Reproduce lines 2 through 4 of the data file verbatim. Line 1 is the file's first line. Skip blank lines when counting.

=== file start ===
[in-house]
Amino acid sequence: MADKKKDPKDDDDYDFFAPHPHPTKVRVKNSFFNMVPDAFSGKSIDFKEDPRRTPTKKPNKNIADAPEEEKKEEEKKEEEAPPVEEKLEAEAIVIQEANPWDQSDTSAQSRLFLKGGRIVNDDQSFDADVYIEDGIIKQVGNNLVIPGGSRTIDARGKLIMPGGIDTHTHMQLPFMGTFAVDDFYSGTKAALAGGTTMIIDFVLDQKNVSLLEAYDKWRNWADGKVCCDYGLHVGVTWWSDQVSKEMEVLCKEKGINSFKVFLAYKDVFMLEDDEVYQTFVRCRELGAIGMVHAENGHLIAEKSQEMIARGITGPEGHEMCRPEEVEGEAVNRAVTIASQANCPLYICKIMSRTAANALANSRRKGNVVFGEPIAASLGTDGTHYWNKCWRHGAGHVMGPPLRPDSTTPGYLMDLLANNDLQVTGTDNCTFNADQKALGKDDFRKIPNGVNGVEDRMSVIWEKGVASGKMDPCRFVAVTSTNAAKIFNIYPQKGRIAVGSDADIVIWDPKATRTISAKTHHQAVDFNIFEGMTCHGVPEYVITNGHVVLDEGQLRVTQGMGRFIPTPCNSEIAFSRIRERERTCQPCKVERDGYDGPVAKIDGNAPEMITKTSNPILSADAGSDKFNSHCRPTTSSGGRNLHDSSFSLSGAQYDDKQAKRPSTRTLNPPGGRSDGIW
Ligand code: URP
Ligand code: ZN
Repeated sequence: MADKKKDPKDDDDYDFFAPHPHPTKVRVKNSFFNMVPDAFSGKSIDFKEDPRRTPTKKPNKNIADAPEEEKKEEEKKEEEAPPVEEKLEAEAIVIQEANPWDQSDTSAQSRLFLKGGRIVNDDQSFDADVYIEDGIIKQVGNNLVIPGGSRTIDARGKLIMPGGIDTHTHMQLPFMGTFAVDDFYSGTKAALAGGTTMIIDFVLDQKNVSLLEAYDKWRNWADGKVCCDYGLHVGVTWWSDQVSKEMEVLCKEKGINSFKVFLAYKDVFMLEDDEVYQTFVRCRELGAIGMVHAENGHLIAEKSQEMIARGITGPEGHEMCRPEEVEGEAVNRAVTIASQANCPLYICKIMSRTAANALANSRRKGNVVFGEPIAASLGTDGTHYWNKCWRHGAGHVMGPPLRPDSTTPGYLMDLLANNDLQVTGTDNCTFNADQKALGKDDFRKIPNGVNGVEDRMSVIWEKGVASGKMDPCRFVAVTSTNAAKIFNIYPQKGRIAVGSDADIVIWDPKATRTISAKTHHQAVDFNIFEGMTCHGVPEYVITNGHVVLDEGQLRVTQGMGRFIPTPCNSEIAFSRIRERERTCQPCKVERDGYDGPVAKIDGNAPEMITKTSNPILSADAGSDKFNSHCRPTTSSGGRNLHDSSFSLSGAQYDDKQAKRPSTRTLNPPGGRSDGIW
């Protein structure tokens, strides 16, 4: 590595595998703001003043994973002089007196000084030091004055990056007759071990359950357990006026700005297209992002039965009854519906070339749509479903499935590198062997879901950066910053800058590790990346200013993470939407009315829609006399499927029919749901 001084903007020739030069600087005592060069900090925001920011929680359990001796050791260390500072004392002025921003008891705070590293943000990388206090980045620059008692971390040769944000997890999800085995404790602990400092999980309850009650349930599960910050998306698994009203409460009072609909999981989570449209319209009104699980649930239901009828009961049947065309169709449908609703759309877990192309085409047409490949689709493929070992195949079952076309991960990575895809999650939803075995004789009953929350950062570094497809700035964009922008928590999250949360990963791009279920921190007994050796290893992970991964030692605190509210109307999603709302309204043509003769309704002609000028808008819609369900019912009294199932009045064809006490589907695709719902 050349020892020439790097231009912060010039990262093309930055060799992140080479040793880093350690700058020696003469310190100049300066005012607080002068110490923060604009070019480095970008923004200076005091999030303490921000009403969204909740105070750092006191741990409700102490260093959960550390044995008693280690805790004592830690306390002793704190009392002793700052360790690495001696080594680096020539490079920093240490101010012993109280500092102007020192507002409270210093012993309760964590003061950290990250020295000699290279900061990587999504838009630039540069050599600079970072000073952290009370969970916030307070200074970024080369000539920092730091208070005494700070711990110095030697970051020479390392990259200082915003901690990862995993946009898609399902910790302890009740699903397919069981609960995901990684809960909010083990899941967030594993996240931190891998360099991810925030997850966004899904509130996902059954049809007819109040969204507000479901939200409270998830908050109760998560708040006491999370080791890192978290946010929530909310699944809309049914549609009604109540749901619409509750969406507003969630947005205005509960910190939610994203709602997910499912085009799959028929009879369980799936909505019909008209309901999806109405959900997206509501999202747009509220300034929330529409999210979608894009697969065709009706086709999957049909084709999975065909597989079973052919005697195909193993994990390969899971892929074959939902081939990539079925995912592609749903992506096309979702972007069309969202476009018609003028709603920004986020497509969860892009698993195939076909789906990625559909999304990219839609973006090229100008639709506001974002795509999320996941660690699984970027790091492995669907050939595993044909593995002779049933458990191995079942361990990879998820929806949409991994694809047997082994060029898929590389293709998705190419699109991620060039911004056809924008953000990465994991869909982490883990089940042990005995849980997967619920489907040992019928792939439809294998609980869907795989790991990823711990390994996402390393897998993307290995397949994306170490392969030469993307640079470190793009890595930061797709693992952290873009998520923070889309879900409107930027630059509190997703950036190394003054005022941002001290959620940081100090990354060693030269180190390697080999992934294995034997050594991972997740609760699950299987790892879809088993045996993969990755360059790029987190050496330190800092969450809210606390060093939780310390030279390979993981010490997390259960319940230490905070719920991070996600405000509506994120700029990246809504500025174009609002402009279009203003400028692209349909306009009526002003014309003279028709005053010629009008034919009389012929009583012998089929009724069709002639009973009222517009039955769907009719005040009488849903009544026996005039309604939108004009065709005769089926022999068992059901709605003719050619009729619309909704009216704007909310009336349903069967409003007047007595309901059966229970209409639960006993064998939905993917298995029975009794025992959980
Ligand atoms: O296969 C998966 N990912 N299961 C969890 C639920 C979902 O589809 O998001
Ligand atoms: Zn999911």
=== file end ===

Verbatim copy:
Amino acid sequence: MADKKKDPKDDDDYDFFAPHPHPTKVRVKNSFFNMVPDAFSGKSIDFKEDPRRTPTKKPNKNIADAPEEEKKEEEKKEEEAPPVEEKLEAEAIVIQEANPWDQSDTSAQSRLFLKGGRIVNDDQSFDADVYIEDGIIKQVGNNLVIPGGSRTIDARGKLIMPGGIDTHTHMQLPFMGTFAVDDFYSGTKAALAGGTTMIIDFVLDQKNVSLLEAYDKWRNWADGKVCCDYGLHVGVTWWSDQVSKEMEVLCKEKGINSFKVFLAYKDVFMLEDDEVYQTFVRCRELGAIGMVHAENGHLIAEKSQEMIARGITGPEGHEMCRPEEVEGEAVNRAVTIASQANCPLYICKIMSRTAANALANSRRKGNVVFGEPIAASLGTDGTHYWNKCWRHGAGHVMGPPLRPDSTTPGYLMDLLANNDLQVTGTDNCTFNADQKALGKDDFRKIPNGVNGVEDRMSVIWEKGVASGKMDPCRFVAVTSTNAAKIFNIYPQKGRIAVGSDADIVIWDPKATRTISAKTHHQAVDFNIFEGMTCHGVPEYVITNGHVVLDEGQLRVTQGMGRFIPTPCNSEIAFSRIRERERTCQPCKVERDGYDGPVAKIDGNAPEMITKTSNPILSADAGSDKFNSHCRPTTSSGGRNLHDSSFSLSGAQYDDKQAKRPSTRTLNPPGGRSDGIW
Ligand code: URP
Ligand code: ZN